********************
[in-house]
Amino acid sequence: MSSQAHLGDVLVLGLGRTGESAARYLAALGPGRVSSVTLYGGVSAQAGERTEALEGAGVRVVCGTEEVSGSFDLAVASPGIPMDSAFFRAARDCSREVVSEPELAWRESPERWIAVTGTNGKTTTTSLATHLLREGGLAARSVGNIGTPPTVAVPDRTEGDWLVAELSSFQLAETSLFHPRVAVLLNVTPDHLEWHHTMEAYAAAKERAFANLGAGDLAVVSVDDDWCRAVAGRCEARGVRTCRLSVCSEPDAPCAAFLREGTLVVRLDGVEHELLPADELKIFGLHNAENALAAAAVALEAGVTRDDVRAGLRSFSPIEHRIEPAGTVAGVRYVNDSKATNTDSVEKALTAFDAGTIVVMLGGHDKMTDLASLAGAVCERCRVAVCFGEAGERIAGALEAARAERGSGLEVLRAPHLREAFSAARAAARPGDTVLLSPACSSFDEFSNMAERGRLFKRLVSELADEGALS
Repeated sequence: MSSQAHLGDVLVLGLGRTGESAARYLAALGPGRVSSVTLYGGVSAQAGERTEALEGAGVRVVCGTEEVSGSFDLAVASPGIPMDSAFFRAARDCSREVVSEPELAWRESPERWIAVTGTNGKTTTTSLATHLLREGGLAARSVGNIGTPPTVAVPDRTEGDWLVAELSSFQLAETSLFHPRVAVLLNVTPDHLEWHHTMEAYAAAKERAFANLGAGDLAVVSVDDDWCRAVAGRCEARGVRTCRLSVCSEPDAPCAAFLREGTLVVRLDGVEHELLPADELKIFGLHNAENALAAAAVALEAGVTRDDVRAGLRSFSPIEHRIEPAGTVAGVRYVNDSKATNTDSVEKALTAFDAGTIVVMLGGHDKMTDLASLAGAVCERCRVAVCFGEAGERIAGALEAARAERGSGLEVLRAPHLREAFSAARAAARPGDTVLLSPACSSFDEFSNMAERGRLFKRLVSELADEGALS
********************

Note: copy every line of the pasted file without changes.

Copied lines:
[in-house]
Amino acid sequence: MSSQAHLGDVLVLGLGRTGESAARYLAALGPGRVSSVTLYGGVSAQAGERTEALEGAGVRVVCGTEEVSGSFDLAVASPGIPMDSAFFRAARDCSREVVSEPELAWRESPERWIAVTGTNGKTTTTSLATHLLREGGLAARSVGNIGTPPTVAVPDRTEGDWLVAELSSFQLAETSLFHPRVAVLLNVTPDHLEWHHTMEAYAAAKERAFANLGAGDLAVVSVDDDWCRAVAGRCEARGVRTCRLSVCSEPDAPCAAFLREGTLVVRLDGVEHELLPADELKIFGLHNAENALAAAAVALEAGVTRDDVRAGLRSFSPIEHRIEPAGTVAGVRYVNDSKATNTDSVEKALTAFDAGTIVVMLGGHDKMTDLASLAGAVCERCRVAVCFGEAGERIAGALEAARAERGSGLEVLRAPHLREAFSAARAAARPGDTVLLSPACSSFDEFSNMAERGRLFKRLVSELADEGALS
Repeated sequence: MSSQAHLGDVLVLGLGRTGESAARYLAALGPGRVSSVTLYGGVSAQAGERTEALEGAGVRVVCGTEEVSGSFDLAVASPGIPMDSAFFRAARDCSREVVSEPELAWRESPERWIAVTGTNGKTTTTSLATHLLREGGLAARSVGNIGTPPTVAVPDRTEGDWLVAELSSFQLAETSLFHPRVAVLLNVTPDHLEWHHTMEAYAAAKERAFANLGAGDLAVVSVDDDWCRAVAGRCEARGVRTCRLSVCSEPDAPCAAFLREGTLVVRLDGVEHELLPADELKIFGLHNAENALAAAAVALEAGVTRDDVRAGLRSFSPIEHRIEPAGTVAGVRYVNDSKATNTDSVEKALTAFDAGTIVVMLGGHDKMTDLASLAGAVCERCRVAVCFGEAGERIAGALEAARAERGSGLEVLRAPHLREAFSAARAAARPGDTVLLSPACSSFDEFSNMAERGRLFKRLVSELADEGALS